Our interview with Stephen Ajao, founder of Uneasyness

Our interview with Stephen Ajao, founder of Uneasyness

Giulia Pacciardi · 4 years ago · Style

When we talk about emerging brands, in a constantly evolving and almost saturated market like the streetwear one, we always do it with a certain amount of skepticism.
For each brand that borns, there are already two that fight to make the difference.
But this is not the case with Uneasyness, the brand founded by Stephen Ajao, who with three collections to his credit, and one that is about to be born, knows what he wants and how to tell it.
With his three past collections, Elusive Beauty, Lost in the World and Altered Existence, he started a work that, as he told us, focuses not only on the product but on the desire to convey the entire culture, vision and philosophy that lies behind his collections.

To find out more about Stephen and his brand, all you have to do is read our interview and take a look at his collections below.

Tell us about yourself, your background and everything you’ve done before you decide to start your own brand.

I graduated as a surveyor then I joined the university and I changed totally: I did nursing and then I entered the Faculty of Medicine. Then I had an existential collapse and I quit. 
At that time I was 20 and I started to make my own trips to understand what I wanted to do and I started to work as a product designer. Having done technical studies, I was pretty good at drawing on the computer and I was mainly involved in 3D prototypes. The 3D market was a super emerging area, the situation was quite dynamic only that, even there, after a year I got bored because not having the opportunity to use my creativity was like being tied to a chair. 
Being always a great fan of clothes as a joke my mom told me to let our family seamstress make some shirts. I follow her advice and so I started making these unique pieces.
I was just back in Mantua and with my friends, I was organizing electronic music events and a guy came into our group who at that time opened a shop in the city center and had almost all avant-garde brands. Fatality, during an evening he liked one of my shirts, he asked me who it was, I told him it was mine and from that moment he started to take my shirts and sell them.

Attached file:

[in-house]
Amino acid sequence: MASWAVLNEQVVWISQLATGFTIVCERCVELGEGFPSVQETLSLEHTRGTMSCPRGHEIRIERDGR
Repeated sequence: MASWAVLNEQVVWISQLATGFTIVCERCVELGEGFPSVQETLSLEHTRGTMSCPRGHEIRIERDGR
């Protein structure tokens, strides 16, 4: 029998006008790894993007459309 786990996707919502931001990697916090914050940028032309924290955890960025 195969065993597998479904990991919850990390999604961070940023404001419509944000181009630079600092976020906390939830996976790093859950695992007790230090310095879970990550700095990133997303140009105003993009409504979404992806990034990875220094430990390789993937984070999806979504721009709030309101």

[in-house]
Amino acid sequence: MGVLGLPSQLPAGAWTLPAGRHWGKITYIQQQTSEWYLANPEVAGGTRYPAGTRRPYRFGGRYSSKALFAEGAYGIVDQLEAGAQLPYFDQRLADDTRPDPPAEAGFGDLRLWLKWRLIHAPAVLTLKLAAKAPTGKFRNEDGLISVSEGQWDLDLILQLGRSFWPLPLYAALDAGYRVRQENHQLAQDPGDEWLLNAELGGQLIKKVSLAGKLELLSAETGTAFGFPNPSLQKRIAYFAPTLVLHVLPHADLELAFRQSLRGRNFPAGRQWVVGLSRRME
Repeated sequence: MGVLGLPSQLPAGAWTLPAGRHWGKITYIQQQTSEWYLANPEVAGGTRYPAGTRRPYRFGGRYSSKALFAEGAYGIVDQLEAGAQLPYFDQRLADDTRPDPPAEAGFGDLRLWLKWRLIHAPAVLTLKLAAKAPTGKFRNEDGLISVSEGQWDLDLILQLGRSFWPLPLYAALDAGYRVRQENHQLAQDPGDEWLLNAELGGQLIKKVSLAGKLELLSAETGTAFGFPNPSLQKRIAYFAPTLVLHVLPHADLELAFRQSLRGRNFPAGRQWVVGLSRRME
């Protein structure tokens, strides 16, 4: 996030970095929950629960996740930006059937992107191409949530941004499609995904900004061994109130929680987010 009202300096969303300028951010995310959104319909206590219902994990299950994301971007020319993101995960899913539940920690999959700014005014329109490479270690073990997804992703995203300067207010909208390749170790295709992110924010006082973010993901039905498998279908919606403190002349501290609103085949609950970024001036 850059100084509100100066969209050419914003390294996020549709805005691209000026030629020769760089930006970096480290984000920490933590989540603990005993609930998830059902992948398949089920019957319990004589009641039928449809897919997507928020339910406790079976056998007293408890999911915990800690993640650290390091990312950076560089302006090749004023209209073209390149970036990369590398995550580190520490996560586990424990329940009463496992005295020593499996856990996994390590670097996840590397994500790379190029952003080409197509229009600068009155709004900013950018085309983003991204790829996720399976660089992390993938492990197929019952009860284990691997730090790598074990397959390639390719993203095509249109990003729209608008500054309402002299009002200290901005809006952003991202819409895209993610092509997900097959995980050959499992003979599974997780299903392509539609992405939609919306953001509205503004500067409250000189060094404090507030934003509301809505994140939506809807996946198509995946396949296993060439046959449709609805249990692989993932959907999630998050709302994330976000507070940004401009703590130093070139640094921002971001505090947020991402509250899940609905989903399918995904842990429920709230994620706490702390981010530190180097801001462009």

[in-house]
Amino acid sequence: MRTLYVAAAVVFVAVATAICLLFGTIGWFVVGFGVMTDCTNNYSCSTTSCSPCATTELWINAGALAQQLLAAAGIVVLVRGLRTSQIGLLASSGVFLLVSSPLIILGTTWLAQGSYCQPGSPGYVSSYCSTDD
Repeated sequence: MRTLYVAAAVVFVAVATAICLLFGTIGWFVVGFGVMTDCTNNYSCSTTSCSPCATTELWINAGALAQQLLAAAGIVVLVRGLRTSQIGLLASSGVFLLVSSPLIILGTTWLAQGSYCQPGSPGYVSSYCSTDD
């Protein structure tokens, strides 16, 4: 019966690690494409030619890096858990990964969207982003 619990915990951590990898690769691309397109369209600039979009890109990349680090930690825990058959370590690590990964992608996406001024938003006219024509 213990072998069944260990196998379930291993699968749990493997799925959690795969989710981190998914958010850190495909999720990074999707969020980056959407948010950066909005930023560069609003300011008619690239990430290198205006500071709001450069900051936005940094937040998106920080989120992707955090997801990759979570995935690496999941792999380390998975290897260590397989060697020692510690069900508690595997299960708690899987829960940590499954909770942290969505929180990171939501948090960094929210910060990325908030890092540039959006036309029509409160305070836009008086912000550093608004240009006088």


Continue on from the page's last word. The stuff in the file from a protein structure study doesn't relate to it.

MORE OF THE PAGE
So for no reason I told myself that if I made it work in Mantua I could make it work in Milan where I could work on my own brand and so, from now until tomorrow, it was.

The world of streetwear is constantly evolving and the market is becoming more and more competitive, what do you think are the elements that can determine the success of a collection or, more generally, of a brand?

It’s hard to say. For what history is all about, I think it’s essential for a brand to try to convey a certain kind of culture, philosophy or a certain kind of vision that makes sense and differs from others.
I think that to be successful it is essential that people can perceive everything that is outside the brand that is not the product.

So all its contours, there must be a foundation at the cultural level, a common vision.

Yes, then it is more complicated because now if you do a good job of marketing or product placement however the brand is known, but it is something that distorts all that is the world of streetwear. 
In my opinion, in order for a brand to thrive over time, it is essential that there is a direct relationship between the people who work in the brand and what they transmit and do on a cultural level. What I want and hope to do with my brand is to do something innovative, and being innovative does not always mean doing new things. To be real because, in the end, the person who buys you doesn’t just buy because they like your garment, but also because of the philosophy and what the brand conveys.

Which are your main sources of inspiration and how does your creative process work?

Well the inspiration is a bit strange, I always look at everything that can be considered new.
My first source is definitely the music I am the one who wakes up, has breakfast, brushes his teeth and already has the track he wants to listen to in his head.